The Miami Herald's Manny Navarro ventured into the Marlins' clubhouse Wednesday, and asked a bunch of Hanley Ramirez's ex-teammates how they felt about Ramírez going to the Dodgers in a trade. Here's the juiciest bit:
One player who spoke on the condition of anonymity said, "There were a lot of smiles’’ in the Marlins clubhouse Wednesday morning, happiness because a player disliked by many in the organization — but protected by the front office for years because he was producing — was finally gone.
"They created a monster from a very good baseball player — gave him so much slack to do whatever the [expletive] he wanted because he was performing,’’ the player said.
"You can push some things aside when you’re hitting .340 with 40 home runs. You say ‘He’s a [jerk], but I can deal with it. ... But when you’re not playing and you’re trying to be that same [jerk], it starts rubbing people the wrong way.’’
The rules have always been different for the big stars, and always will be. And it's probably not easy for a big star to change his attitude when he's an ex-big star. Which is why trading this particular ex-big star might have been the best thing for everyone involved. Even leaving aside the money the Marlins are saving.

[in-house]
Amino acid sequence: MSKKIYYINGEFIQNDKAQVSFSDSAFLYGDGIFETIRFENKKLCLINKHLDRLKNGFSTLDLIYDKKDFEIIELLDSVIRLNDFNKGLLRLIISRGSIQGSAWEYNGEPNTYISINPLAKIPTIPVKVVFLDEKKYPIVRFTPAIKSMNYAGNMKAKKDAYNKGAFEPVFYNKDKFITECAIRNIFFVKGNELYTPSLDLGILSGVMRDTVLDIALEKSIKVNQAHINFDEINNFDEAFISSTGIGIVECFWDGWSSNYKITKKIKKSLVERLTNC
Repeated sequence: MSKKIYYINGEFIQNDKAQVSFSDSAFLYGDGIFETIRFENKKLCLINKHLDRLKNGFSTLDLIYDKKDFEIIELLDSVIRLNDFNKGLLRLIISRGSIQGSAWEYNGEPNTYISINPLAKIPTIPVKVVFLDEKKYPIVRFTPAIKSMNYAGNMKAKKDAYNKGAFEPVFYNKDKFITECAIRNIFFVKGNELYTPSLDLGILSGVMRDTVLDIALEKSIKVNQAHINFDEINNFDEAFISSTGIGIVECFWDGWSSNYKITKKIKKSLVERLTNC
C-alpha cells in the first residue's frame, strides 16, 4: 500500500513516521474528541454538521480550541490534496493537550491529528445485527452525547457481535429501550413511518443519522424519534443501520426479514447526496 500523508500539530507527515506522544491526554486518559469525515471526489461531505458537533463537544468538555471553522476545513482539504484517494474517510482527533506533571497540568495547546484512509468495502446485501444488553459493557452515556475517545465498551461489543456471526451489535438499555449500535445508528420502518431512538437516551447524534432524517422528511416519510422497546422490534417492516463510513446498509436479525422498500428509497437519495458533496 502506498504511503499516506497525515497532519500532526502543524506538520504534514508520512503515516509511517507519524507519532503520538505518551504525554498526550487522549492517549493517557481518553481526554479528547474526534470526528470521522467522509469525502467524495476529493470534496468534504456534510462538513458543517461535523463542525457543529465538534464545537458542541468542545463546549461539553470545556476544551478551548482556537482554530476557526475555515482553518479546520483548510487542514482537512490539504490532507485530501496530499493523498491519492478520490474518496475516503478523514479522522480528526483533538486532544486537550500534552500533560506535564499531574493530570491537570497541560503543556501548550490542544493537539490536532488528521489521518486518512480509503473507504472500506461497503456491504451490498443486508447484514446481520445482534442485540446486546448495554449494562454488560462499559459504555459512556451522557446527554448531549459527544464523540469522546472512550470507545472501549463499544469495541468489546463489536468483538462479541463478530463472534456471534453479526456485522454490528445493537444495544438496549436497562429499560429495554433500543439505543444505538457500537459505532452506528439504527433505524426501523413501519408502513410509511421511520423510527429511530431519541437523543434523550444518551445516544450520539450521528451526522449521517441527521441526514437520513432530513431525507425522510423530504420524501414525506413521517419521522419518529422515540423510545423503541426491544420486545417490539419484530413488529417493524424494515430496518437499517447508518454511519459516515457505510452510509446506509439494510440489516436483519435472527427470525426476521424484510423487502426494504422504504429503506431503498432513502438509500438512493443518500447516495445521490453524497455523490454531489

There were a few other discouraging words, along with some diplomatic words, but at the same time Ramírez seems to have been well-liked by at least a few of his teammates. It's like most things, probably. The simple answer is that Hanley Ramírez was a cancer in the clubhouse, everyone's glad to be rid of him, and this is a classic case of addition by subtraction. But the truth is probably just a bit more complicated.
It was quite probably time for him to go. But let's not expect any miracles in his absence.